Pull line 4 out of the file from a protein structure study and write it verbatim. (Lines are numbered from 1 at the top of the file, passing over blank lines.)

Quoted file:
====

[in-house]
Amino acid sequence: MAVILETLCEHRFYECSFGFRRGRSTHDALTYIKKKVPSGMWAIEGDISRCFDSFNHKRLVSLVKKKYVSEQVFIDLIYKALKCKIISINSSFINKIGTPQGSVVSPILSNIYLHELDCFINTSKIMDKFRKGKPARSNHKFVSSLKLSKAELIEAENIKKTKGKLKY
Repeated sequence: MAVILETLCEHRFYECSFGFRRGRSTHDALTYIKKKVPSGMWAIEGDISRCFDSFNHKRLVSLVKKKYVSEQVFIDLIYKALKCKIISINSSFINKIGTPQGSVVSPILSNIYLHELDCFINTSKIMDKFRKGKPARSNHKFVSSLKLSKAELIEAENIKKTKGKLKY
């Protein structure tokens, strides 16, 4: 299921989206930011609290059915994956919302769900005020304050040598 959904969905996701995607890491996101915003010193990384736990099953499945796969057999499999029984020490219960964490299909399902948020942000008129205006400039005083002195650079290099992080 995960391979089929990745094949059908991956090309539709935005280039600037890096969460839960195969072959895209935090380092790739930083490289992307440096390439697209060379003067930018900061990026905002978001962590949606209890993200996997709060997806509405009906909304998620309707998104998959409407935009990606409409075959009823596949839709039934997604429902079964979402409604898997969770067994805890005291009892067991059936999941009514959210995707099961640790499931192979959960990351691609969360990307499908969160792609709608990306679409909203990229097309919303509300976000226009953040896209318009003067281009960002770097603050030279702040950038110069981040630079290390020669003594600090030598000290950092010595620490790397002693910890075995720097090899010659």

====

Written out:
């Protein structure tokens, strides 16, 4: 299921989206930011609290059915994956919302769900005020304050040598 959904969905996701995607890491996101915003010193990384736990099953499945796969057999499999029984020490219960964490299909399902948020942000008129205006400039005083002195650079290099992080 995960391979089929990745094949059908991956090309539709935005280039600037890096969460839960195969072959895209935090380092790739930083490289992307440096390439697209060379003067930018900061990026905002978001962590949606209890993200996997709060997806509405009906909304998620309707998104998959409407935009990606409409075959009823596949839709039934997604429902079964979402409604898997969770067994805890005291009892067991059936999941009514959210995707099961640790499931192979959960990351691609969360990307499908969160792609709608990306679409909203990229097309919303509300976000226009953040896209318009003067281009960002770097603050030279702040950038110069981040630079290390020669003594600090030598000290950092010595620490790397002693910890075995720097090899010659």